Is it truly "of the people, for the people, by the people"

This is a discussion on Is it truly "of the people, for the people, by the people" within the A Brief History of Cprogramming.com forums, part of the Community Boards category; Thank you guys for sahring the info i did not know.. I think the problem of one man one vote ...

  1. #16
    Its not rocket science vasanth's Avatar
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    Thank you guys for sahring the info i did not know.. I think the problem of one man one vote is there even in our system (which is british..)



    consider 3 states 1 and 2 and 3 with the following population



    Population vote for party A vote for party B

    1 10000 9000 1000

    2 1000 100 900

    3 1000 100 900


    Now the party B in the country can form the government since it has more or 2/3 of the MP's. but dont you think overall in the nation more people prefered party A to be in power...

  2. #17
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    The state legislatures are elected by the people, they are not appointed. As for America, it has two houses, the Senate and the House of Representatives.

    The House of Representatives has 435 members, which are proportioned to the states by population. The Senate has 100 members, two to each state. One state must have at least 3 representatives; one rep & the two senators no matter the size/population of the state.

    The Electoral College is based on this number, 535 members. Since California has 54 members, whoever wins the popular vote in that state wins the state in the electoral college. The person with 270 votes wins the presidency. #BEEP#, you are correct, candidates will want to win larger populated states for the reason of winning electoral votes; however, the one vote one value still resides, just taking into account the whole nation. Yes, larger populated states have more reps, but they have more population. The rep to population ratio is the same no matter what state you live in. I believe it is around 1 rep to 640k people, this is an estimate though.

    Congress is elected by the people, as is the president; unlike how the PM is chosen in Britain, like previously mentioned. Also, the Cabinet equivalent in Britain is chosen by the PM, and is usually from Parliament. This is different from America, because most members of the Cabinet are not from Congress, and cannot serve the two positions. If he/she is pulled from Congress, which is rare, his/her position in Congress must be replaced.
    vasanth, the American system is not really centralized. The President does not have much power over Congress(the legislative branch). The legislative branch is split up into numerous committees, the power committees being; for the House of Representatives: Rules Committee, Appropriations, and Ways and Means; The Senate: Appropriations, Finance, and Foreign Affairs. This committee system is seen mostly in the process of Bill to law. Which brings me to minesweeper's idea of federal laws only being about organized crime, etc. Partially true, but it is national concerns as you stated. However, anything can be decided at federal and/or state level. Crime and punishment laws can be decided by federal, however, states can decided to strengthen that law or not. For example, some of the Bill of Rights apply to crime and punishment, such as the eighth amendment, dealing with unusual punishment and unreasonable bail.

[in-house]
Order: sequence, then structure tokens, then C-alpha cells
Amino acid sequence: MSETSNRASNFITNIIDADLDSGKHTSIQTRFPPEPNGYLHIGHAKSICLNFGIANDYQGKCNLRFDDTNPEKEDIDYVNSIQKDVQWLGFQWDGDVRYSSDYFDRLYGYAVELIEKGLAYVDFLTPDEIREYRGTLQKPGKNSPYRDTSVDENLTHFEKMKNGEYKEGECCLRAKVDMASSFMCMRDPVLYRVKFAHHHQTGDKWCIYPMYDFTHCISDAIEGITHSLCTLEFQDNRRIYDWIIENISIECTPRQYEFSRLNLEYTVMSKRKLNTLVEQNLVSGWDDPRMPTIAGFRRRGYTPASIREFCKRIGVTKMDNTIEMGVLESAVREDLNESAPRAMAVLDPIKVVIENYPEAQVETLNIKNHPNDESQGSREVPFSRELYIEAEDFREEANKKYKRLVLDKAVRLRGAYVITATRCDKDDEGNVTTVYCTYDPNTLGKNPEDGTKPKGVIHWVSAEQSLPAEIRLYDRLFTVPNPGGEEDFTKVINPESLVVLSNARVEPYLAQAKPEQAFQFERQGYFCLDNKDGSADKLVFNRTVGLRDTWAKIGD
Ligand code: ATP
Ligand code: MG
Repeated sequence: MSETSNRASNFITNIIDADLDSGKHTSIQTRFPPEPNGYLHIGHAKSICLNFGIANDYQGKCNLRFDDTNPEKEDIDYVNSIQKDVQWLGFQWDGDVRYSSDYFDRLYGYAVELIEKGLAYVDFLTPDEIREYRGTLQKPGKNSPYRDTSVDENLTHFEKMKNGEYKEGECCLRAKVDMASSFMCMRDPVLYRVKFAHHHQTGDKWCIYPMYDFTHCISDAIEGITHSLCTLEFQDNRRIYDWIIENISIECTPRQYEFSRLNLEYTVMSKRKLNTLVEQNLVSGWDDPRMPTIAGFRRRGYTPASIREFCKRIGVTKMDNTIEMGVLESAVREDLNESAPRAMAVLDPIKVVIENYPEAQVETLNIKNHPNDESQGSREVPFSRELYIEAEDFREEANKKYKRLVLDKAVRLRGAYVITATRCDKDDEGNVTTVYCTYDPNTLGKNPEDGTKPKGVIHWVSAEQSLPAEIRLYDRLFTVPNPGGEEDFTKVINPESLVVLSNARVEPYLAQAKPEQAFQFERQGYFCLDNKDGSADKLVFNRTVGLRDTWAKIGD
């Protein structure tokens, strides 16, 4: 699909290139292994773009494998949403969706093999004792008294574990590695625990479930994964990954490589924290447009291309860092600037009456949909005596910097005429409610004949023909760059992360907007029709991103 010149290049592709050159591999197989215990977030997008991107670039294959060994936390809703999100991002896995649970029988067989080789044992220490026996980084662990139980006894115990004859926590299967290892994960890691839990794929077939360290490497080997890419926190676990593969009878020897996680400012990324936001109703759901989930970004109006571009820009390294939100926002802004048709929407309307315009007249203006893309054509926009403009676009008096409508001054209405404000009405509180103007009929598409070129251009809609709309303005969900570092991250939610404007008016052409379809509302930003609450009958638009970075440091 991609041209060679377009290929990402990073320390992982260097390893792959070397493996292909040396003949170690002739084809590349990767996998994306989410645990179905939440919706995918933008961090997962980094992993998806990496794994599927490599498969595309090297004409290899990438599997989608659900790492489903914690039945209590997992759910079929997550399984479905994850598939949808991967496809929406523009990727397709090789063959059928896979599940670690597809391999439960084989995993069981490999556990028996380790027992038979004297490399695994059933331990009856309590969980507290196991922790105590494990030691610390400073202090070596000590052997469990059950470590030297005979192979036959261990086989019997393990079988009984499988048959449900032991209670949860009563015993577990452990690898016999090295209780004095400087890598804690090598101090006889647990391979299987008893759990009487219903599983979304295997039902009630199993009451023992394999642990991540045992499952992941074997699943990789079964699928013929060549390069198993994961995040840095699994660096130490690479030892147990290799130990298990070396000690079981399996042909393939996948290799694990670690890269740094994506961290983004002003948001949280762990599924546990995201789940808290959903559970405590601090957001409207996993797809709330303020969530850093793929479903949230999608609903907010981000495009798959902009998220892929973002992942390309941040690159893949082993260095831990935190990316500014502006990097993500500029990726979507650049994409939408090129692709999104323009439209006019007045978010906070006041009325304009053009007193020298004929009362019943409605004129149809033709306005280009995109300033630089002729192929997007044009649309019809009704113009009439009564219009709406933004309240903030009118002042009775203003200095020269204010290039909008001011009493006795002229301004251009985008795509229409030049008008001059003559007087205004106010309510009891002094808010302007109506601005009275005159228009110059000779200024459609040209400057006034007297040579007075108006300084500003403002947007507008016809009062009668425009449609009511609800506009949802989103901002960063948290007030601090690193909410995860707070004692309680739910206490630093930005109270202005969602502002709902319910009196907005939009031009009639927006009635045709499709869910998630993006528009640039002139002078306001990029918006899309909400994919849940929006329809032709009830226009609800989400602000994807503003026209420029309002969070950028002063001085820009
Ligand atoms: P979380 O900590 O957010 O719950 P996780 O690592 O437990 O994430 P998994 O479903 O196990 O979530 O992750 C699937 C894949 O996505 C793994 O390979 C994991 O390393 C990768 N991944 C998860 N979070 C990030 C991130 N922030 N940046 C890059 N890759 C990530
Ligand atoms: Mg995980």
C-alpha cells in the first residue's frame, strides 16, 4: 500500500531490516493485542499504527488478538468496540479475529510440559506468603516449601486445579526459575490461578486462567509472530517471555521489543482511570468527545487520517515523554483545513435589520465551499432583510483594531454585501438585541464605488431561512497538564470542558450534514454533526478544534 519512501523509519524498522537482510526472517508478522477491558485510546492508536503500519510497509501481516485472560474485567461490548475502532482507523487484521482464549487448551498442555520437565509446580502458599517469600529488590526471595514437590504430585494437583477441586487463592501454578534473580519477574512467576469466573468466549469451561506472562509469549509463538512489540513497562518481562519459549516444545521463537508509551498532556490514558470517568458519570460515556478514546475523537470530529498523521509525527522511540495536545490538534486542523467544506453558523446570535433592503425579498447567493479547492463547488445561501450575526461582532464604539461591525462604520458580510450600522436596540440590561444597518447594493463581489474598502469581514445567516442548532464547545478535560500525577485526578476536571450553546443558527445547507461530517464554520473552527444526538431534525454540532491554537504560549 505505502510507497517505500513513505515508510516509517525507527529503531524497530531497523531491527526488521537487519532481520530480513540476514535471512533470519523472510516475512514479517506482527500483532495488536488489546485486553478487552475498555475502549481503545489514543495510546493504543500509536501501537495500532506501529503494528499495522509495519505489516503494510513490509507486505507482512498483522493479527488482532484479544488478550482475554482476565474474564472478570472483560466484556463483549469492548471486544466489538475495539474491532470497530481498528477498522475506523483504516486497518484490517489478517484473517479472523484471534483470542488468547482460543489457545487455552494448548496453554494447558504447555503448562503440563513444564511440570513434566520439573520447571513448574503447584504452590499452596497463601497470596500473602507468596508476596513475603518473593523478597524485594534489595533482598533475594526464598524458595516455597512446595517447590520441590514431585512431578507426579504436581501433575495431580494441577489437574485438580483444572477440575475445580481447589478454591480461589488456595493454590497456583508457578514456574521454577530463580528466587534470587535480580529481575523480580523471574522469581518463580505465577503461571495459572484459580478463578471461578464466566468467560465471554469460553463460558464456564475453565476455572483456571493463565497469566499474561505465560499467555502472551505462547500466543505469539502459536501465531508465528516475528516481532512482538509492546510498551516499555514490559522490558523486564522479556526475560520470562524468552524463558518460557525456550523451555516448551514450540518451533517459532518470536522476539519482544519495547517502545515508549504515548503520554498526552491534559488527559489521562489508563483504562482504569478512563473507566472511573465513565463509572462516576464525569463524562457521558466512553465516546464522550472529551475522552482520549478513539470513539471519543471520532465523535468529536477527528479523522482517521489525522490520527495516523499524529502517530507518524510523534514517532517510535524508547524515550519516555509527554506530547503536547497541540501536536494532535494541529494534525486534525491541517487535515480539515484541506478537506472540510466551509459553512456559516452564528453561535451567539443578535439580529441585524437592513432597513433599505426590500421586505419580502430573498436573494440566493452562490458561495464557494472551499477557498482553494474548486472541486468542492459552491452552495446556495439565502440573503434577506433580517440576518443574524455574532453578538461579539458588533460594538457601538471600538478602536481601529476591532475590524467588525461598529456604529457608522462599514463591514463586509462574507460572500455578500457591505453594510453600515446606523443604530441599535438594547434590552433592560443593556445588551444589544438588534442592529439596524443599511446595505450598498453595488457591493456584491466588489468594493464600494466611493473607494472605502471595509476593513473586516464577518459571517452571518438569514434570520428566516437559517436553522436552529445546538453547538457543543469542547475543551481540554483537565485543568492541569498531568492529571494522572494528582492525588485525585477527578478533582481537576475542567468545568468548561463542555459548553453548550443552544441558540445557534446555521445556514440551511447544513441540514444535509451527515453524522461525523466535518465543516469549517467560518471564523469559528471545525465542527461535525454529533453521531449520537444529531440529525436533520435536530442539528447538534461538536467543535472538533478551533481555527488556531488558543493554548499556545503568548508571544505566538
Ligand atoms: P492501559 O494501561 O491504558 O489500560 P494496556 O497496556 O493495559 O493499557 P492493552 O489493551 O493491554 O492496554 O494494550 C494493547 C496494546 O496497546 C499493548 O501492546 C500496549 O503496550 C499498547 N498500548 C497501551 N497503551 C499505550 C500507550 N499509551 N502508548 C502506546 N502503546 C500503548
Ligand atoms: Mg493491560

The whole system deals with checks and balances, and separation of powers. This gives, from the looks of whom has the most power, that the legislative branch is the most powerful branch. However, they are not powerful enough. The president and the judicial branch have checks on the legislative branch as well, however, not as much. Congress has quite a bit of power over the president, i.e. can override vetoes, etc.

    The system in Britain contains the House of Commons and the House of Lords, which is similar to America's system by it being a bicameral legislature. Similarities occur in voting for reps, but then differences occur in voting for the PM/President.

    The president does not have that much power over war. Afterall, it is Congress's power to declare war. Yes the president can send troops over, but if Congress does not approve, then the troops must return after 90 days. Also, if the president does not inform congress before he sends troops over, then he must notify congress that he sent troops within 48hours of sending them.

    I think I may have already touched upon the decentralization of congress, which means a decentralization of government. As vasanth said, power is too centralized and too much power in the hands of one person, which is not the case. Yes arguments can be made either way, but I believe that it is decetralized because congress has the committee structure. If a congressmen wants something done, a position in a power committee is beneficial. Also, a rep would want to be in a committee that represents their district(rep)/state(senator).